Courtesy of Polygon.

From 2000 to 2012, Wizards of the Coast released three Dungeons & Dragons movies that were, frankly, horrifically bad. So, WotC has to give me a break for expecting “Dungeons & Dragons: Honor Among Thieves” to be just as bad, as capturing the spontaneity and absurdity that D&D can exhibit is rather hard to put on the silver screen.

They’ll also need to forgive my shock at just how good the movie was. Between the legitimately good and entertaining action of the movie, it captured some of the details of D&D mechanics that are difficult to show on screen. Here’s some of the things they did really well:

They got the stereotypical D&D story right

Aside from all the adventurers meeting in a tavern where a shadowy figure offers them a fortune to go on a quest, “Honor Among Thieves” nails the way most beginner D&D campaigns start. Having Edgin (Chris Pine) and Holga (Michelle Rodriguez) begin in prison after a heist gone wrong is classic D&D and it fits perfectly in the D&D canon that the bard and the barbarian are best friends who get in trouble.

And like most hero’s journey stories, the team fails on multiple occasions and has to find interesting ways out of sticky situations with tentacles and mazes. Still, despite the plot armor that is evident in movies like this, it was always interesting to see just how the characters would get out of those situations.

And no D&D story would be complete without the adventuring party being stymied by stupid things like a magic mirror falling on its face, a sorcerer being unable to attune to his magic items or accidentally setting off a trap and being forced to find a new way through.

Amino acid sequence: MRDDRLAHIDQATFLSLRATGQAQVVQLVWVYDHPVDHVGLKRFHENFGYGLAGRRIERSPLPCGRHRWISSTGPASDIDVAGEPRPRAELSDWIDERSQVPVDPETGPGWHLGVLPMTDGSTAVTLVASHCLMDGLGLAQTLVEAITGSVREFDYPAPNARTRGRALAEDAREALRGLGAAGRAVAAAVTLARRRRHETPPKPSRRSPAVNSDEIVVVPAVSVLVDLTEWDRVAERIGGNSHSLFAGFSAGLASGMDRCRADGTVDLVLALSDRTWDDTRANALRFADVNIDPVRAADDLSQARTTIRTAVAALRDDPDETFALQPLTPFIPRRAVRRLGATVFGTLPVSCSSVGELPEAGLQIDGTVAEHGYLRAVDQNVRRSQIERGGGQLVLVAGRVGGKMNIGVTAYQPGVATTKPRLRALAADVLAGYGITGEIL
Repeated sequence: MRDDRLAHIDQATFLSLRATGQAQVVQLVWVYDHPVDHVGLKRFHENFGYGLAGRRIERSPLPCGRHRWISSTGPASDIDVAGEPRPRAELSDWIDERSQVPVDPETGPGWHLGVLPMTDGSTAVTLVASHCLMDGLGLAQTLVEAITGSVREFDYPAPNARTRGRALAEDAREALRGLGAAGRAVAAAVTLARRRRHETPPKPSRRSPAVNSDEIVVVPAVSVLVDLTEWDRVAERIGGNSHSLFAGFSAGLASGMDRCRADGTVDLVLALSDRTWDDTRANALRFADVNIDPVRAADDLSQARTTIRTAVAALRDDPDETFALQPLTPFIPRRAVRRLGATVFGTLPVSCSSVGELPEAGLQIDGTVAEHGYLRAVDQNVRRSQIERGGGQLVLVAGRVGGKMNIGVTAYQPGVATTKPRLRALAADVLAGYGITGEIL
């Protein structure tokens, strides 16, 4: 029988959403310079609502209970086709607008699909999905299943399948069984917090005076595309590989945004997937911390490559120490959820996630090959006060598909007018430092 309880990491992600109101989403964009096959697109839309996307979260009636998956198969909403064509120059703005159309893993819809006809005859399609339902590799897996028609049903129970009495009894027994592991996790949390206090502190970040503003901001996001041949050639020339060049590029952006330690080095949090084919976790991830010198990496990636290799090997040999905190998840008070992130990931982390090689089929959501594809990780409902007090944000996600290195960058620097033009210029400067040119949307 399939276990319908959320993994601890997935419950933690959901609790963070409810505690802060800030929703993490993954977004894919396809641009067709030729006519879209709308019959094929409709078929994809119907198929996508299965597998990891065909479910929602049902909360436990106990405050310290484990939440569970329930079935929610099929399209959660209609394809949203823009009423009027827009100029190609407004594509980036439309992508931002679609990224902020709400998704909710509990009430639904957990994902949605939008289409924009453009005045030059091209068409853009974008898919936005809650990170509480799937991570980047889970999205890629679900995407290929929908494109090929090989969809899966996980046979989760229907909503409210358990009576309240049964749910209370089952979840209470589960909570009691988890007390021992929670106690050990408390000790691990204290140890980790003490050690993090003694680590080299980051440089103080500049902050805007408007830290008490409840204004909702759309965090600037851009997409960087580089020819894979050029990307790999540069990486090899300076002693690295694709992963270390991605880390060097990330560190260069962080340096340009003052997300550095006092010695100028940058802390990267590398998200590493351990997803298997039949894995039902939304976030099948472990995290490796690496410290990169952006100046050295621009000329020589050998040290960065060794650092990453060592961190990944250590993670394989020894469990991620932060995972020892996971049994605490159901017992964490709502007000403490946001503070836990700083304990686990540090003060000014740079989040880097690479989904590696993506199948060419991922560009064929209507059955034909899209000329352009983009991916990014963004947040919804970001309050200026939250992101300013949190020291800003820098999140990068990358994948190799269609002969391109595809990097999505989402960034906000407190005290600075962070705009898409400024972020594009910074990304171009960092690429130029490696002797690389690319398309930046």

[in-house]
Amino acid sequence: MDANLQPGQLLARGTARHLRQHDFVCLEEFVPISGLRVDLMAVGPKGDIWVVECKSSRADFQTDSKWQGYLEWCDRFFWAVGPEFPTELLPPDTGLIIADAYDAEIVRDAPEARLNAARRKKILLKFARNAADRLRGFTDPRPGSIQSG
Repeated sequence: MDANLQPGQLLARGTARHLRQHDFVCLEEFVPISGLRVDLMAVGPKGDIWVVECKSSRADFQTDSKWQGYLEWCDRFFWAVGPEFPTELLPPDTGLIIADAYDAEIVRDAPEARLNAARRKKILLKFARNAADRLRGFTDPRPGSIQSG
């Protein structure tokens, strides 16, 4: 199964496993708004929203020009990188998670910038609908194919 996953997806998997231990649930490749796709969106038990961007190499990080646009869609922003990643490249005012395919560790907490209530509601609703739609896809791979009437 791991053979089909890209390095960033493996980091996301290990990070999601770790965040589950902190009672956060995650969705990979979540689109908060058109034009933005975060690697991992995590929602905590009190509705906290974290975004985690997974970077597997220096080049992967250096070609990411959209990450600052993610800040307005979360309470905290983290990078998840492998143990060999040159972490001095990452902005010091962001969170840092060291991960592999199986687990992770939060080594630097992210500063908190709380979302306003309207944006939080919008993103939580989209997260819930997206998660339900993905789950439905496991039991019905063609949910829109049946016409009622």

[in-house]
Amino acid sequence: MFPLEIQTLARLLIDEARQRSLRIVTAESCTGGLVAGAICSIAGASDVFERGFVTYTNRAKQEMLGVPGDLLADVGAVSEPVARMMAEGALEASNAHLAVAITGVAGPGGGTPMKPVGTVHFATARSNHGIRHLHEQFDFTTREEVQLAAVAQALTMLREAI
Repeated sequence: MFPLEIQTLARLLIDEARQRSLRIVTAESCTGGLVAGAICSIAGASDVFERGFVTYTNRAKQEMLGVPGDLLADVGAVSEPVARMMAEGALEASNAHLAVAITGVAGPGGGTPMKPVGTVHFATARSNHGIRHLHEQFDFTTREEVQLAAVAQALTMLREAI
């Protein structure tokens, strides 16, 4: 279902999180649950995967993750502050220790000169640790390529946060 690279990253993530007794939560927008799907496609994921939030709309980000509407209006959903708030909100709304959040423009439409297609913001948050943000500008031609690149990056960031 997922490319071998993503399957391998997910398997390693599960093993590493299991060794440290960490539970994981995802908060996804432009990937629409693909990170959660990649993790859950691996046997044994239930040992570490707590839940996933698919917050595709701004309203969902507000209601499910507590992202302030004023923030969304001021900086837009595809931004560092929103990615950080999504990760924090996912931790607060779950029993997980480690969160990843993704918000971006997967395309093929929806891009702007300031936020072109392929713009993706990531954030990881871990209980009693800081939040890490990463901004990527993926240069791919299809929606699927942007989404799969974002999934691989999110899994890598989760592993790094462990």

They got the D&D details right

D&D mechanics are hard to visualize, but “Honor Among Thieves” did a really good job, particularly in how they handled very specific class-based details, like focusing on the familial and inherited importance for the sorcerer class. In an intuitive way, they show off the way that Simon (Justice Smith) deals with his family history and its importance in his magic.

Cartoons (like Amazon Prime’s “The Legend of Vox Machina”) are able to show these mechanics well, but “Honor Among Thieves” did an incredible job showcasing one of the more interesting spells in D&D: Bigby’s Hand. In the battle at the end of the movie, Simon and the Red Wizard (great inclusion of a classic D&D villain) Sofina, both cast Bigby’s Hand and their spells fight it out. Not only was it a novel way to use the spell, they portrayed it quite well.

It was also nice to see, without saying it, the incorporation of the barbarian class’s proficiency with improvised weapons, as Holga, in the final half of the movie, uses everything from weapons lying around in an armory to a potato in the fight against evil.

The villains were evil and so, so good

If you didn’t already know that Hugh Grant was good at playing smarmy bad guys, let this movie be your notice. His Forge Fitzwilliam the con-man turned—well, con-man/ruler of the realm—is so bad, it’s good. He was also the perfect villain for a beginner’s D&D party. He’s arrogant, dumb and most importantly, just the face of the operation.

Sofina (Daisy Head) is a Red Wizard and a bad, bad woman. Head’s performance is convincing and exemplary of the soulless wizard that is bad for the sake of being bad that defines many of the basic villains in Dungeons and Dragons. If they return to this franchise, I hope they go with a more complex villain, but Sofina fit perfectly in the basic campaign feel of this movie.

“Dungeons and Dragons: Honor Among Thieves” was great. It hit all the plot points you want in an adventure movie and encapsulated all the things to love about a beginner D&D campaign. If you know D&D, go see this movie to see a great depiction of D&D. But even if you don’t, you should go see this movie just because it’s good.